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Oracle® Developer Studio 12.6: C++ User's Guide

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Updated: July 2017

8.4 Using Runtime Functions and Predefined Exceptions

The standard header <exception> provides the classes and exception-related functions specified in the C++ standard. You can access this header only when compiling in -compat=5 mode. The following excerpt shows the <exception> header file declarations.

// standard header <exception>
namespace std {
    class exception {
           exception() throw();
           exception(const exception&) throw();
           exception& operator=(const exception&) throw();
           virtual ~exception() throw();
           virtual const char* what() const throw();
    class bad_exception: public exception {...};
    // Unexpected exception handling
       typedef void (*unexpected_handler)();
         set_unexpected(unexpected_handler) throw();
       void unexpected();
    // Termination handling
       typedef void (*terminate_handler)();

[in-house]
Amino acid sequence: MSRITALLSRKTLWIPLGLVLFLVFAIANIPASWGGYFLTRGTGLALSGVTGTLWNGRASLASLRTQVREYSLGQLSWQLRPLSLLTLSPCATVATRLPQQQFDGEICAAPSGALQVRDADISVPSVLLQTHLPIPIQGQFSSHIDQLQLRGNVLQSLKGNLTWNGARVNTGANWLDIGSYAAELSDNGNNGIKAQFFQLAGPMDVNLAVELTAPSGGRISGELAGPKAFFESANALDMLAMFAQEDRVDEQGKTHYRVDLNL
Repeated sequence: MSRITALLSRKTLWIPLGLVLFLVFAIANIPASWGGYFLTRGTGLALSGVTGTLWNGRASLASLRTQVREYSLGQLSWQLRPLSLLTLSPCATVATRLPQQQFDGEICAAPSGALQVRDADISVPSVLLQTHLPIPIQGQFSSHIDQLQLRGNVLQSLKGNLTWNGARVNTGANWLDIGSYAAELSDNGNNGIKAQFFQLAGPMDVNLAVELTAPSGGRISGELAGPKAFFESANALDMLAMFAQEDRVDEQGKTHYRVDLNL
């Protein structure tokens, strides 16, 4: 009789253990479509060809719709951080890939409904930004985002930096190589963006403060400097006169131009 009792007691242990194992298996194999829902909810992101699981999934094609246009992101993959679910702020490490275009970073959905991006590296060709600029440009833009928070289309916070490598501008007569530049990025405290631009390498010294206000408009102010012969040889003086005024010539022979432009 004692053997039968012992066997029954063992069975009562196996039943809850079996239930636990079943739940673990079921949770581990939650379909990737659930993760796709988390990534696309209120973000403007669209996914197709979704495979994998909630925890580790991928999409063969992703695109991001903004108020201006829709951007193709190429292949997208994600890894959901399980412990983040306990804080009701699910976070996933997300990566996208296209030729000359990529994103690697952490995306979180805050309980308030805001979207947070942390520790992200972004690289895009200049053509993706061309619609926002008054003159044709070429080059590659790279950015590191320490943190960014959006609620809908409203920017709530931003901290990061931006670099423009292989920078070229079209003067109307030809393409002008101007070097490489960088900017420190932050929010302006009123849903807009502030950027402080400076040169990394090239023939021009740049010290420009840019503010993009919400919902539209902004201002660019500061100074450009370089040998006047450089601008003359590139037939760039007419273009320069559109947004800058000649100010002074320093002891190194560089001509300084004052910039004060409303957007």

terminate_handler set_terminate(terminate_handler) throw();
       void terminate();
       bool uncaught_exception() throw();

The standard class exception is the base class for all exceptions thrown by selected language constructs or by the C++ standard library. An object of type exception can be constructed, copied, and destroyed without generating an exception. The virtual member function what() returns a character string that describes the exception.

For compatibility with exceptions as used in C++ release 4.2, the header <exception.h> is also provided for use in -compat=5 mode. This header allows for a transition to standard C++ code and contains declarations that are not part of standard C++. Update your code to follow the C++ standard (using <exception> instead of <exception.h>) as development schedules permit.

// header <exception.h>, used for transition
#include <exception>
#include <new>
using std::exception;
using std::bad_exception;
using std::set_unexpected;
using std::unexpected;
using std::set_terminate;
using std::terminate;
typedef std::exception xmsg;
typedef std::bad_exception xunexpected;
typedef std::bad_alloc xalloc;